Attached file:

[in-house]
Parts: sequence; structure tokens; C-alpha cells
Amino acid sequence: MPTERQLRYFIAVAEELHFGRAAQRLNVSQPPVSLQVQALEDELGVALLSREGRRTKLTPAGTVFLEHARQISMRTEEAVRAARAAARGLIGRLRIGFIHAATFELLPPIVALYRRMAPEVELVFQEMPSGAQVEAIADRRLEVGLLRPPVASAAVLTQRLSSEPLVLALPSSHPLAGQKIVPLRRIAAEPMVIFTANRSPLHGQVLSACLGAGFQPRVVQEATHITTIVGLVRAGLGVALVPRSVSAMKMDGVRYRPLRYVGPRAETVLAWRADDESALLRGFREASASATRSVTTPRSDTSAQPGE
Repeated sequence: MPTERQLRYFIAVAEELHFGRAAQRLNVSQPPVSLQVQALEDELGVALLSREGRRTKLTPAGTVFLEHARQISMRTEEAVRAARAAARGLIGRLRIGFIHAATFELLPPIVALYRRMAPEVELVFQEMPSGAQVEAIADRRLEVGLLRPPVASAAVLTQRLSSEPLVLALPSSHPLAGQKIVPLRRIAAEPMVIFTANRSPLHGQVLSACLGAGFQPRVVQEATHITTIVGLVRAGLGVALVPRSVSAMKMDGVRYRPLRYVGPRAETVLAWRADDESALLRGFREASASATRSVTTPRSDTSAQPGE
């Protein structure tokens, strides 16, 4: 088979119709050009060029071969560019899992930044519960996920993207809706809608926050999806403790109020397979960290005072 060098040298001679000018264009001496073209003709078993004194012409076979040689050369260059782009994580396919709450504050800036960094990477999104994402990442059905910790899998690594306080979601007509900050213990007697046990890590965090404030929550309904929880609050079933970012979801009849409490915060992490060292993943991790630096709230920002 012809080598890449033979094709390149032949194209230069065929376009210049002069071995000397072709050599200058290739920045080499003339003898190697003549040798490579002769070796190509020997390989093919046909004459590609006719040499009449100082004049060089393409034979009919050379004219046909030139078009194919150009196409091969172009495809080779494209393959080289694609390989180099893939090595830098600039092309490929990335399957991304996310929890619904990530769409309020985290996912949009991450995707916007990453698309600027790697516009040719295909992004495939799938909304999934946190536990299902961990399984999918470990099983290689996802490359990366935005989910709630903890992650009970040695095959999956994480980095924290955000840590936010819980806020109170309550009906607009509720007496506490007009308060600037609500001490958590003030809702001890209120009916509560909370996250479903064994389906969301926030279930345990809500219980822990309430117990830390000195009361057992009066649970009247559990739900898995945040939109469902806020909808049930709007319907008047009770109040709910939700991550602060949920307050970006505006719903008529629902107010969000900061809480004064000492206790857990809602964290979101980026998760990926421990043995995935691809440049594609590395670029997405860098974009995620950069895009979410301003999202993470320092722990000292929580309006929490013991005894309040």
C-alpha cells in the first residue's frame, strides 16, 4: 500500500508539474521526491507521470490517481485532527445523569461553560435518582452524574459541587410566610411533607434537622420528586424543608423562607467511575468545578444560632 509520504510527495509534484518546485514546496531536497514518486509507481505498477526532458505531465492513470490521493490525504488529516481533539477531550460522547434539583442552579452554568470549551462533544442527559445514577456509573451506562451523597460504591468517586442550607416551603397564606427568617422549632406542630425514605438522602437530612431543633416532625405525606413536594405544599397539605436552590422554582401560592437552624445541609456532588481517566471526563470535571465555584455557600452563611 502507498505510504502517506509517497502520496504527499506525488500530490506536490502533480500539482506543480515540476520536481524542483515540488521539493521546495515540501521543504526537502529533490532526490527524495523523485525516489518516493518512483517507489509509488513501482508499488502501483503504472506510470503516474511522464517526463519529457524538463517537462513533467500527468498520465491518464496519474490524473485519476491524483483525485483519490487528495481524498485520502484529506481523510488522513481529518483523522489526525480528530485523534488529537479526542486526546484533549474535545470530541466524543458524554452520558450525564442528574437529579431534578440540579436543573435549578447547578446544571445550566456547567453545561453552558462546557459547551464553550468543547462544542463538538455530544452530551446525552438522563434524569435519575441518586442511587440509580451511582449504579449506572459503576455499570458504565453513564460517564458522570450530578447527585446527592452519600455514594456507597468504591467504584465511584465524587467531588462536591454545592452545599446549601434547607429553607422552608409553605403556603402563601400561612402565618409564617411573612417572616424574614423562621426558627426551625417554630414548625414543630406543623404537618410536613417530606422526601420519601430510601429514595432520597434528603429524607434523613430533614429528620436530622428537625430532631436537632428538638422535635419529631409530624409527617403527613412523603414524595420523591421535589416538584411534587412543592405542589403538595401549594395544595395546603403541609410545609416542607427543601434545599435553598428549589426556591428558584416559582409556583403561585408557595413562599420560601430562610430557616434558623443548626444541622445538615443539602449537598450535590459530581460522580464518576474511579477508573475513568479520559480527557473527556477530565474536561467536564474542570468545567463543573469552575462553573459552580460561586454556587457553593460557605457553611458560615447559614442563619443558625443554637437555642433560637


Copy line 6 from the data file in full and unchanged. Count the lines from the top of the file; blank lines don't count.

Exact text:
C-alpha cells in the first residue's frame, strides 16, 4: 500500500508539474521526491507521470490517481485532527445523569461553560435518582452524574459541587410566610411533607434537622420528586424543608423562607467511575468545578444560632 509520504510527495509534484518546485514546496531536497514518486509507481505498477526532458505531465492513470490521493490525504488529516481533539477531550460522547434539583442552579452554568470549551462533544442527559445514577456509573451506562451523597460504591468517586442550607416551603397564606427568617422549632406542630425514605438522602437530612431543633416532625405525606413536594405544599397539605436552590422554582401560592437552624445541609456532588481517566471526563470535571465555584455557600452563611 502507498505510504502517506509517497502520496504527499506525488500530490506536490502533480500539482506543480515540476520536481524542483515540488521539493521546495515540501521543504526537502529533490532526490527524495523523485525516489518516493518512483517507489509509488513501482508499488502501483503504472506510470503516474511522464517526463519529457524538463517537462513533467500527468498520465491518464496519474490524473485519476491524483483525485483519490487528495481524498485520502484529506481523510488522513481529518483523522489526525480528530485523534488529537479526542486526546484533549474535545470530541466524543458524554452520558450525564442528574437529579431534578440540579436543573435549578447547578446544571445550566456547567453545561453552558462546557459547551464553550468543547462544542463538538455530544452530551446525552438522563434524569435519575441518586442511587440509580451511582449504579449506572459503576455499570458504565453513564460517564458522570450530578447527585446527592452519600455514594456507597468504591467504584465511584465524587467531588462536591454545592452545599446549601434547607429553607422552608409553605403556603402563601400561612402565618409564617411573612417572616424574614423562621426558627426551625417554630414548625414543630406543623404537618410536613417530606422526601420519601430510601429514595432520597434528603429524607434523613430533614429528620436530622428537625430532631436537632428538638422535635419529631409530624409527617403527613412523603414524595420523591421535589416538584411534587412543592405542589403538595401549594395544595395546603403541609410545609416542607427543601434545599435553598428549589426556591428558584416559582409556583403561585408557595413562599420560601430562610430557616434558623443548626444541622445538615443539602449537598450535590459530581460522580464518576474511579477508573475513568479520559480527557473527556477530565474536561467536564474542570468545567463543573469552575462553573459552580460561586454556587457553593460557605457553611458560615447559614442563619443558625443554637437555642433560637